In December 2018, President Trump signed the First Step Act into law with the goal of improving criminal justice outcomes, reducing the size of the prison population, and building mechanisms that would also make sure to maintain public safety. The Act represents the culmination of years of bi-partisan pressure for criminal justice reform. In practice, the Act allows certain inmates to be released from prison earlier than anticipated, depending on the nature of their offense and the Act’s published Sentencing Guidelines.
One result of the First Step Act is that it makes it easier for criminal defendants convicted of possession of crack cocaine to serve shorter sentences. In 2010, Congress passed the Fair Sentencing Act, which had major implications for defendants charged with possession of cocaine – that is, while it used to be the case that people faced much longer sentences for possessing crack cocaine than for possessing the same amount of powder cocaine, today, the difference in the sentences is much smaller.
Once it is determined that a defendant’s offense is one that is covered by the First Step Act, a court is free to recalculate the defendant’s sentence. The First Step Act and the Fair Sentencing Act can allow a court to significantly reduce the amount of time a defendant must stay incarcerated.
The Facts of the Case and The Decision
In a recent opinion, an appellate court in Virginia decided that a criminal defendant charged with drug trafficking was not eligible for a lower sentence, even after analyzing his case through the lens of the First Step Act. The defendant in this case was involved in a cocaine conspiracy for approximately seven years. He was found guilty of acting as manager of the conspiracy, possessing a firearm in connection with the drug trafficking, and distributing cocaine to juveniles.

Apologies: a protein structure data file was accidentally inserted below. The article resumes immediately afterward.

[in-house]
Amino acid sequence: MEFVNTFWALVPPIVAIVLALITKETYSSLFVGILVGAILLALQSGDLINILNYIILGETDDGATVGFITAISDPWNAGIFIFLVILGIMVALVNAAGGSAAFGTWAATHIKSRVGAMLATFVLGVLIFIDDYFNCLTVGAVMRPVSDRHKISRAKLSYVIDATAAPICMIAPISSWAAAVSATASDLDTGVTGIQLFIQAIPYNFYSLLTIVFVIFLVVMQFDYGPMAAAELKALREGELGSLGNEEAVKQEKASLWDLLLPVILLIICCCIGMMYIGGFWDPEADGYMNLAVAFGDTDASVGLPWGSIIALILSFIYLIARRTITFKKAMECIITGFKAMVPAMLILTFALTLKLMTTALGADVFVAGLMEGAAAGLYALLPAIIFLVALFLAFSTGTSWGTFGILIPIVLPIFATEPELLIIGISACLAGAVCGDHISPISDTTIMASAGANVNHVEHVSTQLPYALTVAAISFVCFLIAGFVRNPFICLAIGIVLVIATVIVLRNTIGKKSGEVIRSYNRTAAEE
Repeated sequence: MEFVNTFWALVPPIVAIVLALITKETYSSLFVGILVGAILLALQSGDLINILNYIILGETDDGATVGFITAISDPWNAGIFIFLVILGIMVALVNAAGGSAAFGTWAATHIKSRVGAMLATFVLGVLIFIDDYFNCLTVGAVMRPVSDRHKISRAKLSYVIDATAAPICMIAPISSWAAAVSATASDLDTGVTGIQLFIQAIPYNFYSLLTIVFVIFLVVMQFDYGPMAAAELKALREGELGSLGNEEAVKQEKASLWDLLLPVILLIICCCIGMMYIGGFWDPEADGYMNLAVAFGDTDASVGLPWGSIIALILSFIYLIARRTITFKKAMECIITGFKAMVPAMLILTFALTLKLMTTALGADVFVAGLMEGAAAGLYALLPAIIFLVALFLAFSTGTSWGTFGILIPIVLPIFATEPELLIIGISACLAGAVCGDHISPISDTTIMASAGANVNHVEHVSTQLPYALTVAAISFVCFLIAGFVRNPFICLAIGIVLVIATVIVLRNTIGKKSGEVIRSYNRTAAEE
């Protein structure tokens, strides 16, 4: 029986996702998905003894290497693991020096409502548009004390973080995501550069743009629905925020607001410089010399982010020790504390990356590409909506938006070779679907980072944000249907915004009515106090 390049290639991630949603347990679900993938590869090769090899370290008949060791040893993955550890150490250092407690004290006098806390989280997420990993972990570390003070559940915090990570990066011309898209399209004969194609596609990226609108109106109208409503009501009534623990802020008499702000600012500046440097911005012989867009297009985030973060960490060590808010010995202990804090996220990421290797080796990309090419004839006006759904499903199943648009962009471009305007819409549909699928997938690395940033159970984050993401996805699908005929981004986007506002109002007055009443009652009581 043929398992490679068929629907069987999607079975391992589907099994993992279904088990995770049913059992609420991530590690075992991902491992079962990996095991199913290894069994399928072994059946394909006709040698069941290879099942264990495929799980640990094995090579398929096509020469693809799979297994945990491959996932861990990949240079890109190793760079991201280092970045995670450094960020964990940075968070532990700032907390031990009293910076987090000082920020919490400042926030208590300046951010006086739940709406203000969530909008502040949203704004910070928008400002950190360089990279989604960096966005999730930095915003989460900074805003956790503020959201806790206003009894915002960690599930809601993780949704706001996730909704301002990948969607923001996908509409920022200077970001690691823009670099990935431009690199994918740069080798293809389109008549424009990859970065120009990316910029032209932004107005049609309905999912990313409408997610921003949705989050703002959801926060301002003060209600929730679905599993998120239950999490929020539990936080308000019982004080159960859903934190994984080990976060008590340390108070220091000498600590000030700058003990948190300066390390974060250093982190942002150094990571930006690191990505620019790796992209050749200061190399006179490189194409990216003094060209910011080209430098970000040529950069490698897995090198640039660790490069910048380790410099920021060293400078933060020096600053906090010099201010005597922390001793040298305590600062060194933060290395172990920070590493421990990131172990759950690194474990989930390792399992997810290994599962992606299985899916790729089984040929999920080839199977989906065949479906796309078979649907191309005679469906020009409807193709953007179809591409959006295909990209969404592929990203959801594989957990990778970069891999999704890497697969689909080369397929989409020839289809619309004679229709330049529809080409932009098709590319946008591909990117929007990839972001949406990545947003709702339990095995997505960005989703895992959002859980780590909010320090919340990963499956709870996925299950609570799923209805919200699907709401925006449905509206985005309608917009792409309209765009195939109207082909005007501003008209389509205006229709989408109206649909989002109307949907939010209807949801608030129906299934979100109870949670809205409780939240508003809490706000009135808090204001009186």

The court declined to lower the defendant’s sentence, even though drug trafficking is an offense covered by the First Step Act. The court started its analysis by noting that the defendant’s sentences were below the new maximum penalties set up by the Act and towards the bottom of the range presented in the Sentencing Guidelines. What’s more, the court said, the seriousness of the offense and the need to protect the public were factors in the decision to not ultimately reduce the defendant’s sentence. Because it was not in the public’s best interest to reduce the sentence, the court declined to use their power to allow this defendant to be released earlier than anticipated.
Have You or a Loved One Been Unfairly Sentenced in Virginia?
There may be ways the First Step Act can help you or your loved one get released from prison earlier than expected. If you would like to examine your options, it is of the utmost importance that you have a qualified Virginia criminal defense lawyer on your side. At Robinson Law, PLLC, we are ready to use the tools at our disposal to review your case and fight for justice on your behalf. You are not alone, and we are ready to stand alongside you. For a free and confidential consultation, call us at 703-542-3616.